The American owners of Manchester United pocketed around €95m today as shares in the football club were publicly traded for the first time in seven years.
Some 16.6 million shares, equal to 10% of the club, were floated on the New York Stock Exchange to great fanfare as members of the Glazer family rang the opening bell.
The 134-year-old club offered shares for $14 apiece – giving United a market value of €1.9bn – but there was little price movement in early trade.
The offering was substantially lower than the $16 to $20 US dollars originally proposed by its advisers – which would have valued the club at €2.66bn at the top end.
The flotation will raise around €190m with roughly half the proceeds going to the Glazers, who bought the club in 2005 for €1bn, while the remaining proceeds will be used to pay down some of the Red Devils’ €536m debt pile.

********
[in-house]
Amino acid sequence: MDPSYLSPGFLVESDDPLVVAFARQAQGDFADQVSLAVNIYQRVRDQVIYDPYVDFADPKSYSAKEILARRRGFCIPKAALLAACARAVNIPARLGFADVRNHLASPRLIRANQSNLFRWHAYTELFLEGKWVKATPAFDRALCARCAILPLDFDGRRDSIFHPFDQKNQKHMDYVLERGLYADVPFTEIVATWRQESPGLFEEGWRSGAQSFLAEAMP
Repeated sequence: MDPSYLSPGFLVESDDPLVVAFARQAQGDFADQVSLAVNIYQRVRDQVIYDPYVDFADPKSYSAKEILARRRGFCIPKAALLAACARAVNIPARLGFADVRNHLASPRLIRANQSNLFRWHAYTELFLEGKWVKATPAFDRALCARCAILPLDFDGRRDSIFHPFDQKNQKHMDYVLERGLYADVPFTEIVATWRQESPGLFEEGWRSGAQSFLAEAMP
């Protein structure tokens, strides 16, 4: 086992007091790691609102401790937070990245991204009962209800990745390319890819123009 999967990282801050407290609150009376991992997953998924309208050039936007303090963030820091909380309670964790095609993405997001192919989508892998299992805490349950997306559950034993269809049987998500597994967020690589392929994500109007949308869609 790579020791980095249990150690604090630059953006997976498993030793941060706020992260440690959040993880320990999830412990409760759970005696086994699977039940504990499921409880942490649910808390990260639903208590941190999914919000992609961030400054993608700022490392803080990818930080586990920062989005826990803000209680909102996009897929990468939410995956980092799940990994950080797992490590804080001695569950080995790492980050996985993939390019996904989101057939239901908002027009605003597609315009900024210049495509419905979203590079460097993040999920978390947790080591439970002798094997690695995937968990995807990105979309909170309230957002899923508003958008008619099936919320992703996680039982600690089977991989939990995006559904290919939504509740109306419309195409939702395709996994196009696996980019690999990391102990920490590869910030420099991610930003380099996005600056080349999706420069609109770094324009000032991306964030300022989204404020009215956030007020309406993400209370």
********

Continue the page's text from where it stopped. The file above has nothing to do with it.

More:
Supporters groups are angry that only half of the money raised will go towards paying down the club's debts.
Earlier this month, a leading Manchester United fans’ group called for a boycott of the club’s expanding portfolio of sponsors in protest at the planned flotation.
A statement from the Manchester United Supporters Trust (Must) read: “The Manchester United Supporters Trust has today called for a worldwide boycott of Manchester United sponsors’ products, with support across the UK, Europe, Asia and the US.
“The boycott strategy is intended to send a loud and clear message to the Glazer family and club sponsors that, without the support and purchasing power of the fans, the global strength of the Manchester United brand doesn’t actually exist.”